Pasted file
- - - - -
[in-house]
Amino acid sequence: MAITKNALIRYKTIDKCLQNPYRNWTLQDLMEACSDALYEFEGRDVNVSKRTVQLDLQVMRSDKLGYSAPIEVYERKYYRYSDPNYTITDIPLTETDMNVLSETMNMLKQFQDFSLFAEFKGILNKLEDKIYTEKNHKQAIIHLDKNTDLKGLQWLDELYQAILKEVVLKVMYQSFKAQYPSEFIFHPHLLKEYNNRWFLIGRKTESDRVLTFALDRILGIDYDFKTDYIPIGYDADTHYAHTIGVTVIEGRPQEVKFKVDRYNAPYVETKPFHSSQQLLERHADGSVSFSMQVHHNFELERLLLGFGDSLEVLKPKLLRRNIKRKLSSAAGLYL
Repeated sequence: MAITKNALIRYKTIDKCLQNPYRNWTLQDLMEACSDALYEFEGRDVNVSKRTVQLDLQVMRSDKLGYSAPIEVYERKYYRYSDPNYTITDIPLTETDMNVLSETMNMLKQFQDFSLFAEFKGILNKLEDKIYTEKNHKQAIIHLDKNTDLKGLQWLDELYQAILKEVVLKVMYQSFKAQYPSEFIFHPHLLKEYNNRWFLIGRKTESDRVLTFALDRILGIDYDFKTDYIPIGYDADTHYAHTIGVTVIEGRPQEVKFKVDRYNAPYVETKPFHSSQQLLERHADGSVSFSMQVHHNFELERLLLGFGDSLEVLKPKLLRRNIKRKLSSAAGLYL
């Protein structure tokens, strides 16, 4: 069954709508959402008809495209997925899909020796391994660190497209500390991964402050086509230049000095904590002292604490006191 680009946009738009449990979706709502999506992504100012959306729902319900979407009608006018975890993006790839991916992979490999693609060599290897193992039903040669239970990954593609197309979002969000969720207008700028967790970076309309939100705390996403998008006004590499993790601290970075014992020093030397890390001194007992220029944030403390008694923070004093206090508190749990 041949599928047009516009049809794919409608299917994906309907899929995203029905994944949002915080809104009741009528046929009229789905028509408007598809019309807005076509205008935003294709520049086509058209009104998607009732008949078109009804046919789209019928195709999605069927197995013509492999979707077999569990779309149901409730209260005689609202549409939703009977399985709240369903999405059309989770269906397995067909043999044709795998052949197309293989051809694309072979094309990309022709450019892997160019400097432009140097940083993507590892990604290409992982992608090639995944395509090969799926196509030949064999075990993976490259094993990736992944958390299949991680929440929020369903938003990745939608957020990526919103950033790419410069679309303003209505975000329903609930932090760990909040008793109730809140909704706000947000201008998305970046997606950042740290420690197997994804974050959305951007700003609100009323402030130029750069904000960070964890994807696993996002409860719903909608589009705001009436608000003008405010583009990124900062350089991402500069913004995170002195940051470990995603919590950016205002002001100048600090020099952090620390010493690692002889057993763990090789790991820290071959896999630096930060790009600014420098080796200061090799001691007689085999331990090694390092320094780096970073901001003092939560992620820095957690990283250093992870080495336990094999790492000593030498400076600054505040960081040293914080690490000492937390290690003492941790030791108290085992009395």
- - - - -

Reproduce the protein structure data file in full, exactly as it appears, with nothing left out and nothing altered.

[in-house]
Amino acid sequence: MAITKNALIRYKTIDKCLQNPYRNWTLQDLMEACSDALYEFEGRDVNVSKRTVQLDLQVMRSDKLGYSAPIEVYERKYYRYSDPNYTITDIPLTETDMNVLSETMNMLKQFQDFSLFAEFKGILNKLEDKIYTEKNHKQAIIHLDKNTDLKGLQWLDELYQAILKEVVLKVMYQSFKAQYPSEFIFHPHLLKEYNNRWFLIGRKTESDRVLTFALDRILGIDYDFKTDYIPIGYDADTHYAHTIGVTVIEGRPQEVKFKVDRYNAPYVETKPFHSSQQLLERHADGSVSFSMQVHHNFELERLLLGFGDSLEVLKPKLLRRNIKRKLSSAAGLYL
Repeated sequence: MAITKNALIRYKTIDKCLQNPYRNWTLQDLMEACSDALYEFEGRDVNVSKRTVQLDLQVMRSDKLGYSAPIEVYERKYYRYSDPNYTITDIPLTETDMNVLSETMNMLKQFQDFSLFAEFKGILNKLEDKIYTEKNHKQAIIHLDKNTDLKGLQWLDELYQAILKEVVLKVMYQSFKAQYPSEFIFHPHLLKEYNNRWFLIGRKTESDRVLTFALDRILGIDYDFKTDYIPIGYDADTHYAHTIGVTVIEGRPQEVKFKVDRYNAPYVETKPFHSSQQLLERHADGSVSFSMQVHHNFELERLLLGFGDSLEVLKPKLLRRNIKRKLSSAAGLYL
């Protein structure tokens, strides 16, 4: 069954709508959402008809495209997925899909020796391994660190497209500390991964402050086509230049000095904590002292604490006191 680009946009738009449990979706709502999506992504100012959306729902319900979407009608006018975890993006790839991916992979490999693609060599290897193992039903040669239970990954593609197309979002969000969720207008700028967790970076309309939100705390996403998008006004590499993790601290970075014992020093030397890390001194007992220029944030403390008694923070004093206090508190749990 041949599928047009516009049809794919409608299917994906309907899929995203029905994944949002915080809104009741009528046929009229789905028509408007598809019309807005076509205008935003294709520049086509058209009104998607009732008949078109009804046919789209019928195709999605069927197995013509492999979707077999569990779309149901409730209260005689609202549409939703009977399985709240369903999405059309989770269906397995067909043999044709795998052949197309293989051809694309072979094309990309022709450019892997160019400097432009140097940083993507590892990604290409992982992608090639995944395509090969799926196509030949064999075990993976490259094993990736992944958390299949991680929440929020369903938003990745939608957020990526919103950033790419410069679309303003209505975000329903609930932090760990909040008793109730809140909704706000947000201008998305970046997606950042740290420690197997994804974050959305951007700003609100009323402030130029750069904000960070964890994807696993996002409860719903909608589009705001009436608000003008405010583009990124900062350089991402500069913004995170002195940051470990995603919590950016205002002001100048600090020099952090620390010493690692002889057993763990090789790991820290071959896999630096930060790009600014420098080796200061090799001691007689085999331990090694390092320094780096970073901001003092939560992620820095957690990283250093992870080495336990094999790492000593030498400076600054505040960081040293914080690490000492937390290690003492941790030791108290085992009395």